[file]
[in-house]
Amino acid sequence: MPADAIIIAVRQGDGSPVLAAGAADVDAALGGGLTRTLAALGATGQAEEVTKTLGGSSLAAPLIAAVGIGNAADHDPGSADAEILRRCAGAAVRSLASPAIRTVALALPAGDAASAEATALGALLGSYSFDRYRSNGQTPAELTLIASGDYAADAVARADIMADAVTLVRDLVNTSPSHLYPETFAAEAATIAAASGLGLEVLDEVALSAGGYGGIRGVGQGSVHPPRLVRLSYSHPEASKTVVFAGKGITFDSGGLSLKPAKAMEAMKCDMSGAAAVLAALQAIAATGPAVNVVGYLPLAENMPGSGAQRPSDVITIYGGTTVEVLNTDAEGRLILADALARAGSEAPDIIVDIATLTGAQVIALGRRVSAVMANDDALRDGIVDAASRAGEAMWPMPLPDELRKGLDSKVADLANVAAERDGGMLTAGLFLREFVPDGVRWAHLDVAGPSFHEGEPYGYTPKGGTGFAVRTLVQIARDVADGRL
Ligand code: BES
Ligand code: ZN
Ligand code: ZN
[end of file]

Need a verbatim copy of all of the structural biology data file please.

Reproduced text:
[in-house]
Amino acid sequence: MPADAIIIAVRQGDGSPVLAAGAADVDAALGGGLTRTLAALGATGQAEEVTKTLGGSSLAAPLIAAVGIGNAADHDPGSADAEILRRCAGAAVRSLASPAIRTVALALPAGDAASAEATALGALLGSYSFDRYRSNGQTPAELTLIASGDYAADAVARADIMADAVTLVRDLVNTSPSHLYPETFAAEAATIAAASGLGLEVLDEVALSAGGYGGIRGVGQGSVHPPRLVRLSYSHPEASKTVVFAGKGITFDSGGLSLKPAKAMEAMKCDMSGAAAVLAALQAIAATGPAVNVVGYLPLAENMPGSGAQRPSDVITIYGGTTVEVLNTDAEGRLILADALARAGSEAPDIIVDIATLTGAQVIALGRRVSAVMANDDALRDGIVDAASRAGEAMWPMPLPDELRKGLDSKVADLANVAAERDGGMLTAGLFLREFVPDGVRWAHLDVAGPSFHEGEPYGYTPKGGTGFAVRTLVQIARDVADGRL
Ligand code: BES
Ligand code: ZN
Ligand code: ZN